A lot of preparation for a hundred or so dollars: Entrants are instructed to download an entry pack that includes a Powerpoint entry template, a selection of McDonald's interior or exterior images and a talent release form. They need to write an interpretation of the brief in less than 100 words and submit their presentation files using a specific naming procedure. This is a reasonable request. It levels the field for entrants and it facilitates pre-selection and judging.
Significant file preparation follows, however, for the fifty finalists. Presumably, whether their work ends up being published or not, finalists are expected to follow precise guidelines for submitted work files—guidelines, in my view, that most practising graphic designers would recognise as specifications to make artworks production-ready or something close to it. Of course, if artworks are going to be installed in large format they need to comply to some rigourous standards—all the checking, adjusting, finessing and checking once more that happens in a commercial studio and takes a lot of time. Even at intern rates it would add up to more than $100. The instructions at one point even request professional scans! Add this to the time the students and recent graduates have already put into thinking up, planning and creating their imagery.
It's just not fair: All practising visual communicators have heard various forms of this promise many, many times: 'This will be a great opportunity for you for exposure!' Inevitably it is usually paired with a trade-off: the money is lousy. Students and early career designers are prime targets for this ploy because they so passionately want to stretch themselves, make their mark, simply get started. Another inevitability is loss of rights: intellectual property. Not only is the work acquired for minimal outlay, the maker often loses his or her rights over usage and usually isn't in a strong position to demand them. As mentioned earlier, the Terms and Conditions for 'Big Picture' clearly states that McDonald's can use artworks for whatever purpose they like—and in some cases it may be for $100.00.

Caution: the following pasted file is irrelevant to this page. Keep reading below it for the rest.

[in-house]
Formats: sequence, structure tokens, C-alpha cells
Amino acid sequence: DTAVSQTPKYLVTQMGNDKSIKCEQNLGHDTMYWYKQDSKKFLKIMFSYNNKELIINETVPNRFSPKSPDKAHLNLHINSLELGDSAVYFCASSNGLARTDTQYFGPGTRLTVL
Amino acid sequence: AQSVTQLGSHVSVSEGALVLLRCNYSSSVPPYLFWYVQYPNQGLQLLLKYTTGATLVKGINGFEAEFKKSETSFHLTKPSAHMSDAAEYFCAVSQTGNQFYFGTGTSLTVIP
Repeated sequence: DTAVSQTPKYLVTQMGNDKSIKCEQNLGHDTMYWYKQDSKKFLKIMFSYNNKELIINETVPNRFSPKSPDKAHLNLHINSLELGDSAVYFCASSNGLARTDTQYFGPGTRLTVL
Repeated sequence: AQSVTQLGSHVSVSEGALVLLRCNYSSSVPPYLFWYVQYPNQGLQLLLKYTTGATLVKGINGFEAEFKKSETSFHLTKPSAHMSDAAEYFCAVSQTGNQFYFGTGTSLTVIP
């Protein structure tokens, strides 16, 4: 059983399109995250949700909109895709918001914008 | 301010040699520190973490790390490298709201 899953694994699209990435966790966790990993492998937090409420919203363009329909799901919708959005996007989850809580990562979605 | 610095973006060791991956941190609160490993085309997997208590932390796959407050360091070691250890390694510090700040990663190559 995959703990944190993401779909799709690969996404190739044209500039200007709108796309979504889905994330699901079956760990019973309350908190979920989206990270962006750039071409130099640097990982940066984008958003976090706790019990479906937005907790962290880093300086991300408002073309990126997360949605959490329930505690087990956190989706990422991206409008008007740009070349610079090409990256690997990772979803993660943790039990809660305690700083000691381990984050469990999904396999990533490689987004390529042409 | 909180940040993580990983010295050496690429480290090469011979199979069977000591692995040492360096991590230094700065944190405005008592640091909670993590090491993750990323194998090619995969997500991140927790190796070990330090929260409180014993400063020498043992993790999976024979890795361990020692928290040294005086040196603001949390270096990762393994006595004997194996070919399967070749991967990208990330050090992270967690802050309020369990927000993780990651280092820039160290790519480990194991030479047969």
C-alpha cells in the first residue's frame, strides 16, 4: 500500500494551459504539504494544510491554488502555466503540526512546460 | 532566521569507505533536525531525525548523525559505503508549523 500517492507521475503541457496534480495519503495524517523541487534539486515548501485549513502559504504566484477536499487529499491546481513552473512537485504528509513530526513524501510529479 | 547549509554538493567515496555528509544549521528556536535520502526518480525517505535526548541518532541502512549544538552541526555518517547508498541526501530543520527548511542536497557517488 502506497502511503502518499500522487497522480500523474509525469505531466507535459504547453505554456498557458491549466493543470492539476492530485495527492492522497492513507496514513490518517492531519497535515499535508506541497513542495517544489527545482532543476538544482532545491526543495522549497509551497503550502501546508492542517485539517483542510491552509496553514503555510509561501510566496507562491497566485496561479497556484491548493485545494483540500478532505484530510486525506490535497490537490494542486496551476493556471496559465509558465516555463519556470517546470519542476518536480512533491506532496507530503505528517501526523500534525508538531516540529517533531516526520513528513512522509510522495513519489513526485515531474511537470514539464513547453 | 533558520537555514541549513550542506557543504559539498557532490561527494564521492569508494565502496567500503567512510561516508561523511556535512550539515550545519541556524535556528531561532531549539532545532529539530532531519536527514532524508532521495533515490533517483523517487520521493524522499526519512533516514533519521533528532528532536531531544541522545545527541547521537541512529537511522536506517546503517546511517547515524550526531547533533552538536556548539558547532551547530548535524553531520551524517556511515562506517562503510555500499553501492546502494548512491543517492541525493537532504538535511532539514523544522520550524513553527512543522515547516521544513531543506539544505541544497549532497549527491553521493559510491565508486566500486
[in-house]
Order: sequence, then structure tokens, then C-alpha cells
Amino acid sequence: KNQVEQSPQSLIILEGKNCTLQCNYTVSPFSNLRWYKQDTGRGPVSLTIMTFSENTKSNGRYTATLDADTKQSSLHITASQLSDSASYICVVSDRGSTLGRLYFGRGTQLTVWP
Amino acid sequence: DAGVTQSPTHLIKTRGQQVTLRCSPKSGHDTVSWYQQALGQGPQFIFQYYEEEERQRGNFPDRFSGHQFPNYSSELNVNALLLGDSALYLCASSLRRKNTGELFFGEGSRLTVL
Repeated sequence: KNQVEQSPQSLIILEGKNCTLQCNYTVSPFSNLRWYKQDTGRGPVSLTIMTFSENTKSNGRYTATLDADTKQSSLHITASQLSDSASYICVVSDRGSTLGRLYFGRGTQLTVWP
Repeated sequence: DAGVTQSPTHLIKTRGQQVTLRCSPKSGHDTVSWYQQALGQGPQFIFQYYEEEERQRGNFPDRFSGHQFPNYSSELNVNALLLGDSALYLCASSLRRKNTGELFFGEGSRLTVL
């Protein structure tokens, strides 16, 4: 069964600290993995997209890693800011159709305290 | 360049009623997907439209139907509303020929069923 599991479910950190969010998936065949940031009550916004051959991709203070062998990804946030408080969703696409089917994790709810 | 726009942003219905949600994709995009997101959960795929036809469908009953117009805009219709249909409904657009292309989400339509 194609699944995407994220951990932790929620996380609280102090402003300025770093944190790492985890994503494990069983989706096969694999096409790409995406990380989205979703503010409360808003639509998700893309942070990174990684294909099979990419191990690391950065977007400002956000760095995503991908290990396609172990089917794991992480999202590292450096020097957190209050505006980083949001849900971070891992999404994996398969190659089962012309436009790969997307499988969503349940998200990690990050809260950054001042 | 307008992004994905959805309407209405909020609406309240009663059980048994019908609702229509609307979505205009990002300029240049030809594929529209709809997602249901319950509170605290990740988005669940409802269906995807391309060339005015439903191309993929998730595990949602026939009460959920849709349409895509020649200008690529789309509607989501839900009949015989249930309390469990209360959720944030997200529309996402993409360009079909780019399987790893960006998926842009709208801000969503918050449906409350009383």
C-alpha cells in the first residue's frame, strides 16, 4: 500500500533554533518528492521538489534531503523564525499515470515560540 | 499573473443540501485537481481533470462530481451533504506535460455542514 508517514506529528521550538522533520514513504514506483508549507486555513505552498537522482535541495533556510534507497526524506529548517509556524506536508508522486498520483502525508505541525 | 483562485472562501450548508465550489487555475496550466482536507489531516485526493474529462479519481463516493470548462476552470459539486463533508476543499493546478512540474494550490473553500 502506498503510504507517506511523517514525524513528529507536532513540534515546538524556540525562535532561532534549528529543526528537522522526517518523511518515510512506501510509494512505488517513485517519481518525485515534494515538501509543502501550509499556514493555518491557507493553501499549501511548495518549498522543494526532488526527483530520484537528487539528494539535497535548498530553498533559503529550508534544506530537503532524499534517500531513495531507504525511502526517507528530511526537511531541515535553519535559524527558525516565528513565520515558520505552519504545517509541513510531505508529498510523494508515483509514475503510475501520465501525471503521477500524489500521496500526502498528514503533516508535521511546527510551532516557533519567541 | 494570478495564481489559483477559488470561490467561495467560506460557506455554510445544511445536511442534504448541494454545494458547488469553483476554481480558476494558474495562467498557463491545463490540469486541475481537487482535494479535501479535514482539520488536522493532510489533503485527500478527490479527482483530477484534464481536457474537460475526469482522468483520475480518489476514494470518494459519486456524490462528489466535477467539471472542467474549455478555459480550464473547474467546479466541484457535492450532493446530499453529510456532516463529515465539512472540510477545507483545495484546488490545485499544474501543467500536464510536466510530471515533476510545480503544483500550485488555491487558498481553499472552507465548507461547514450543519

Now for the major irritant.
Best practice: The Big Picture' Terms and Conditions clearly states this: 'The Promotion outline adheres to ICOGRADA's (International Council of Graphic Design Associations) 'Regulation and best practices for organising design award competitions best practice paper'.
I have to say, that after reading the Call for Entries I was surprised by ICOGRADA's endorsement. Both ICOGRADA and my own affiliated industry body, AGDA, actively support student development through engaging with industry but both have ethical guidelines, and while they can't be 'policed', they do put forward a plain language description of some practices or behaviours they consider exploitative. I'm less familiar with the way the DIA operates. Perhaps the DIA has a more flexible view on best practice for visual communicators than AGDA or ICOGRADA.
I downloaded a copy of ICOGRADA's "Regulations and best practices for organising design award competitions' and had a read through it.
The introduction commences, 'Design award competitions differ from competitions for contract work. Award competitions are aimed at evaluating and recognising existing work. The purpose is to illustrate and define current benchmarks, and to highlight leading social, cultural and economic markers that may influence future design projects.' What this indicates is that the paper referred to by the DIA is a paper about industry awards for existing works, such as AGDA may organise in which a graphic designer is awarded by peers for an exemplary piece of web design or photography or print work. This is not about competing for the chance to win new work and it is not about speculative calls for proposals.